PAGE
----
Israel Rings in New Year With New Law Affecting Models
Another Step in the Battle Against Eating Disorders
As the New Year began, so too did Israel’s so-called “models law” which began on New Year’s Day, and which prohibits the appearance of underweight models in advertisements.
The law, which was approved by the Knesset in March 2012, requires models to have a Body Mass Index (BMI) of at least 18.5, which is considered to be the minimum BMI for a healthy person, for at least three months prior to taking part in a photo shoot for any ads.
The new law is the brainchild of Likud’s Danny Danon and Kadima’s Rachel Adatto, who, in light of the recent increase in eating disorders reported in Israeli society, especially among young girls, drafted the law in an attempt to which aims to discourage the glamourization of models who are too thin.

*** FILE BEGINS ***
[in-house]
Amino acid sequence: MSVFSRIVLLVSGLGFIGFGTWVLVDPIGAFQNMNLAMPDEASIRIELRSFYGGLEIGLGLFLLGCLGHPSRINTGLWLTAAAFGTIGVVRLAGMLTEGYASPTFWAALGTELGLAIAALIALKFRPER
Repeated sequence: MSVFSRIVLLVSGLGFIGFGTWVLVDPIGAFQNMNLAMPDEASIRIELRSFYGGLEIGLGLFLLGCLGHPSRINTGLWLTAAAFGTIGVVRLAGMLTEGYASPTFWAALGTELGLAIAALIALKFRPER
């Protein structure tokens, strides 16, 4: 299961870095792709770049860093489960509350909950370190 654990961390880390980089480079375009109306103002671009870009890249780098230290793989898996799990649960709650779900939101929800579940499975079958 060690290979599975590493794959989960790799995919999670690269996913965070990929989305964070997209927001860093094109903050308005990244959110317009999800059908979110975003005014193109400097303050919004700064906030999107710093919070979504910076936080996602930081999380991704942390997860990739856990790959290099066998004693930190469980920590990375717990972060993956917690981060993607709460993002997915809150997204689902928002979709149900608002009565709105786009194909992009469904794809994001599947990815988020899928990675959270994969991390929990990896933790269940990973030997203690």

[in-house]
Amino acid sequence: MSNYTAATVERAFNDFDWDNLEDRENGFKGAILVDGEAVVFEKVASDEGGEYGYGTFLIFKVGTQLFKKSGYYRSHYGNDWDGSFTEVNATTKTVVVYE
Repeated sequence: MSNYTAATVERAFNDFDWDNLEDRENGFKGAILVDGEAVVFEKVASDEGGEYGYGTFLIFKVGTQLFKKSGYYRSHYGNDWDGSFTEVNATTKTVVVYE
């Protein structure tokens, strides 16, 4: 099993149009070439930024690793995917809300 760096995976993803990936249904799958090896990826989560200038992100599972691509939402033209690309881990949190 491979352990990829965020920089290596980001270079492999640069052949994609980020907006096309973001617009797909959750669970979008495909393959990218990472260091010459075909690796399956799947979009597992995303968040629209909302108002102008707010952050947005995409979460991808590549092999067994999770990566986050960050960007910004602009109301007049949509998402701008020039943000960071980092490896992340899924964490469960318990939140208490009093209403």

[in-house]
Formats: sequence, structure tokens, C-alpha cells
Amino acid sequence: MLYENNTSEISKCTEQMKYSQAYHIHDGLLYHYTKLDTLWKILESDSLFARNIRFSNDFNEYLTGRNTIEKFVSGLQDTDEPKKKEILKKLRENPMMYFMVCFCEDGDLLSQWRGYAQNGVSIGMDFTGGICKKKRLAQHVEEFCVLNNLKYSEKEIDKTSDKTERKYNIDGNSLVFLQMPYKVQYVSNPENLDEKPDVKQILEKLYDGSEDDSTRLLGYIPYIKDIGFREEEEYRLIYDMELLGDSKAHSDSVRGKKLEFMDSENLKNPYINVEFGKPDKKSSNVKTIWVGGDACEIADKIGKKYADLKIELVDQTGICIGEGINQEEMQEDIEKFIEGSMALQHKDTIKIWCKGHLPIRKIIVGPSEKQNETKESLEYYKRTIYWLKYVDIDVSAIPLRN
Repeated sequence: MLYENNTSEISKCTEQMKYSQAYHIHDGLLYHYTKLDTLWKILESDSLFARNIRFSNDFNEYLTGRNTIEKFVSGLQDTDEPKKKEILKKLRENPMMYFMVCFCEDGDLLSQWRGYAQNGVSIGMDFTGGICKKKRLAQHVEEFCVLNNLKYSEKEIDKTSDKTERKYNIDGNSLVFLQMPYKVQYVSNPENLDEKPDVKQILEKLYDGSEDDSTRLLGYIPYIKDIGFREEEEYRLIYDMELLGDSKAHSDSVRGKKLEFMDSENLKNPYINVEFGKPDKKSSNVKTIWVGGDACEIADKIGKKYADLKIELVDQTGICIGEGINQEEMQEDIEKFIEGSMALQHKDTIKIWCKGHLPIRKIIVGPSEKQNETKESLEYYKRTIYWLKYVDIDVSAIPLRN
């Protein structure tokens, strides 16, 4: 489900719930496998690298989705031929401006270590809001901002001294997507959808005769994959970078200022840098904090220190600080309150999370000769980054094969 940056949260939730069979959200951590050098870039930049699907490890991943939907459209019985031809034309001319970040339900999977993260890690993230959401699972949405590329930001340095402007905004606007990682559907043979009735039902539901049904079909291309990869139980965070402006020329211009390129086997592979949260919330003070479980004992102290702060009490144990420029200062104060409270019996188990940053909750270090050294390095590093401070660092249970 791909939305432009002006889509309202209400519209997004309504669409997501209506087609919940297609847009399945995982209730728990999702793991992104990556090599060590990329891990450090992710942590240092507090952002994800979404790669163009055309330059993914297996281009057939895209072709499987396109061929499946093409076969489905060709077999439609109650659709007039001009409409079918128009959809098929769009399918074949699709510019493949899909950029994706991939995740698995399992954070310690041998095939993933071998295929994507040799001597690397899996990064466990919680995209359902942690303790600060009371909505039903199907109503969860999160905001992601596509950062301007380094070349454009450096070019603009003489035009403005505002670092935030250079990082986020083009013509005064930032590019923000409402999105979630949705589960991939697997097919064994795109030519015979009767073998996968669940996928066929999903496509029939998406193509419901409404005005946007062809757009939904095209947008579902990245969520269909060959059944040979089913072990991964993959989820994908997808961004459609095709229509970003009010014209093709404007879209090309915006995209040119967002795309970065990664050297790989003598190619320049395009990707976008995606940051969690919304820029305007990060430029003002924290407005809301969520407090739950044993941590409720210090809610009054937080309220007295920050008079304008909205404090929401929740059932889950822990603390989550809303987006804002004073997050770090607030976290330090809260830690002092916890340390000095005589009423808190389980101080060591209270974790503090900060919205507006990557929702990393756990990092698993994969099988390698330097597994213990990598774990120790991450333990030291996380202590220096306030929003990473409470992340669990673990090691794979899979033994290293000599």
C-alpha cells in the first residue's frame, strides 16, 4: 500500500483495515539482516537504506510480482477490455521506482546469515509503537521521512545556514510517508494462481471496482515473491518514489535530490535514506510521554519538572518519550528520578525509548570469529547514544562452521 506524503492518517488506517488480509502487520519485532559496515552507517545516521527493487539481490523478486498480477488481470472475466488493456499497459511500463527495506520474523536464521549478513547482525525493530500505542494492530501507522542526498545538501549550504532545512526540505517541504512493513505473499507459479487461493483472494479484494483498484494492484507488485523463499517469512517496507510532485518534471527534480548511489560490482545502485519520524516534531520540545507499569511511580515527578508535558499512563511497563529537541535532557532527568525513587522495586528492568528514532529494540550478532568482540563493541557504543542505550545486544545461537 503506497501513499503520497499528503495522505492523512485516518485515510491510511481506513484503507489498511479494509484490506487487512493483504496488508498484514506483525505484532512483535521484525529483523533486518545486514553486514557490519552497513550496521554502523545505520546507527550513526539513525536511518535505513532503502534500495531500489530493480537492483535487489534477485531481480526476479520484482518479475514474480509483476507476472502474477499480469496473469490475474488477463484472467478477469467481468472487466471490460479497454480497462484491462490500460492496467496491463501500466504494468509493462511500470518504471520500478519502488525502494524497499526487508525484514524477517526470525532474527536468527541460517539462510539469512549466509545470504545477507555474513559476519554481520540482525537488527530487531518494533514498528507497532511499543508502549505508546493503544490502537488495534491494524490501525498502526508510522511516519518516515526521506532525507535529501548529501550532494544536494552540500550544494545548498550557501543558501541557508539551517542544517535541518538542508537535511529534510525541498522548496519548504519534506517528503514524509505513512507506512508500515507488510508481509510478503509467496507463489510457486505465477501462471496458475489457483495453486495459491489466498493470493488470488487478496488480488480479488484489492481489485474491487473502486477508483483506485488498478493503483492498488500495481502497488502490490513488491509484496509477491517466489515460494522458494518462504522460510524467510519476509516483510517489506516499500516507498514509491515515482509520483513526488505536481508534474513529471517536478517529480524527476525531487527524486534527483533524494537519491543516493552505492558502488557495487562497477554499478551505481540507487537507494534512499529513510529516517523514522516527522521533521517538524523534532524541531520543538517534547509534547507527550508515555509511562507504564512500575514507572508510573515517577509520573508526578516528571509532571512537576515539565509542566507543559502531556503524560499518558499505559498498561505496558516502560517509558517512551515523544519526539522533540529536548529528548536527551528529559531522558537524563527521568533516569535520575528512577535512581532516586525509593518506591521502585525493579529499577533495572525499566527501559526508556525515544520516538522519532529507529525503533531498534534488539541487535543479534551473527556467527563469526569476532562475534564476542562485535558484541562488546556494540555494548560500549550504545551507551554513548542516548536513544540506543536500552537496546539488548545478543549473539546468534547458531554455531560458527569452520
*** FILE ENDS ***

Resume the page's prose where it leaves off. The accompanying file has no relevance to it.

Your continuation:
“This law is another step in the war against eating disorders,” said Adatto, who is also a physician, after a preliminary reading of the draft law in 2011. “Underweight models can no longer serve as role models for innocent young people who adopt and copy the illusion of thinness.”
Under the new law, advertisers who photoshop images to get rid of excess weight from their models, must clearly mark the photos to let readers know that they have been changed.